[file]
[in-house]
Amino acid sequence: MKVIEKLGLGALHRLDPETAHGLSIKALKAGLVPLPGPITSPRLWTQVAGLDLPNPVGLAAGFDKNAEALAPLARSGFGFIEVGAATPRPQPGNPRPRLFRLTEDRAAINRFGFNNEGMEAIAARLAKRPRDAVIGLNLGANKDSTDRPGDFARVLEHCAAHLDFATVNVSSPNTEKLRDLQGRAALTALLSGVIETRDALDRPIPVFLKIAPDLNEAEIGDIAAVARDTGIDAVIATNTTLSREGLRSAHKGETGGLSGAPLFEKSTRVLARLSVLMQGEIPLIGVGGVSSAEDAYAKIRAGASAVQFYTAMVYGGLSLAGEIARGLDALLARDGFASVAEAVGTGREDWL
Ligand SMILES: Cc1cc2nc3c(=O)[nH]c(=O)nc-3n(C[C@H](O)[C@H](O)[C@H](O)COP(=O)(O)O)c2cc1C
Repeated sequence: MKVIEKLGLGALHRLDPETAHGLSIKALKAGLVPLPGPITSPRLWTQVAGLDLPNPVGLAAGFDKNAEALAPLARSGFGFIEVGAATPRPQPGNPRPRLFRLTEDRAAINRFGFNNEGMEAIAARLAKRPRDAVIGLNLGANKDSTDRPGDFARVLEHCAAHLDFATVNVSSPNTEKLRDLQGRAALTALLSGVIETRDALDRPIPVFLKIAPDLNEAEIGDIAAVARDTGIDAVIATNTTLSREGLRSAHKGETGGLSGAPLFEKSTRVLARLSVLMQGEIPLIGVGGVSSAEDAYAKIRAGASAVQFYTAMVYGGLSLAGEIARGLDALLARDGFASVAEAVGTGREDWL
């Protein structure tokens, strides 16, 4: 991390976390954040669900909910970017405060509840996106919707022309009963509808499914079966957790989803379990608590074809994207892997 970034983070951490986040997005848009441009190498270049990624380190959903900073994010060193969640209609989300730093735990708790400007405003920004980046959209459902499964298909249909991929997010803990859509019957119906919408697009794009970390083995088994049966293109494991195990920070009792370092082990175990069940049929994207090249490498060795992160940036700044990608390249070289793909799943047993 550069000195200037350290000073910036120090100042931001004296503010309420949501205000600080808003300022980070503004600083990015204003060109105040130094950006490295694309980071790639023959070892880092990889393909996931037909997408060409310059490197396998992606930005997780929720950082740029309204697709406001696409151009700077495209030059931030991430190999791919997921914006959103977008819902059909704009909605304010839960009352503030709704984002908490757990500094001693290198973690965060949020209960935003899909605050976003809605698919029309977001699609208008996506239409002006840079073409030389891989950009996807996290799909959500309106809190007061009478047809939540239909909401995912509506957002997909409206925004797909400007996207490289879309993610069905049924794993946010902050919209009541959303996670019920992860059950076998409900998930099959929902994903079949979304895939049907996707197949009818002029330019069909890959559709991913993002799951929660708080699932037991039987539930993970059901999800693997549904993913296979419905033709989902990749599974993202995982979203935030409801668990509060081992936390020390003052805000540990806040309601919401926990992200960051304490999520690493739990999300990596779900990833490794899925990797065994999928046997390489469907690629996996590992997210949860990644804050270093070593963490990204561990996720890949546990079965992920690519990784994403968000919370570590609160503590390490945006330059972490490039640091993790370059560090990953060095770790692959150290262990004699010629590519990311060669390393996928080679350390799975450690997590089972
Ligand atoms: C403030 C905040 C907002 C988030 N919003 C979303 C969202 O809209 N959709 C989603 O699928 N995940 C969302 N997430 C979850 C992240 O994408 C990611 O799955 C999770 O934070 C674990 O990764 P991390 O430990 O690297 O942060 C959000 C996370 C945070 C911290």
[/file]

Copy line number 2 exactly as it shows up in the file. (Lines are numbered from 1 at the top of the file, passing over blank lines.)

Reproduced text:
Amino acid sequence: MKVIEKLGLGALHRLDPETAHGLSIKALKAGLVPLPGPITSPRLWTQVAGLDLPNPVGLAAGFDKNAEALAPLARSGFGFIEVGAATPRPQPGNPRPRLFRLTEDRAAINRFGFNNEGMEAIAARLAKRPRDAVIGLNLGANKDSTDRPGDFARVLEHCAAHLDFATVNVSSPNTEKLRDLQGRAALTALLSGVIETRDALDRPIPVFLKIAPDLNEAEIGDIAAVARDTGIDAVIATNTTLSREGLRSAHKGETGGLSGAPLFEKSTRVLARLSVLMQGEIPLIGVGGVSSAEDAYAKIRAGASAVQFYTAMVYGGLSLAGEIARGLDALLARDGFASVAEAVGTGREDWL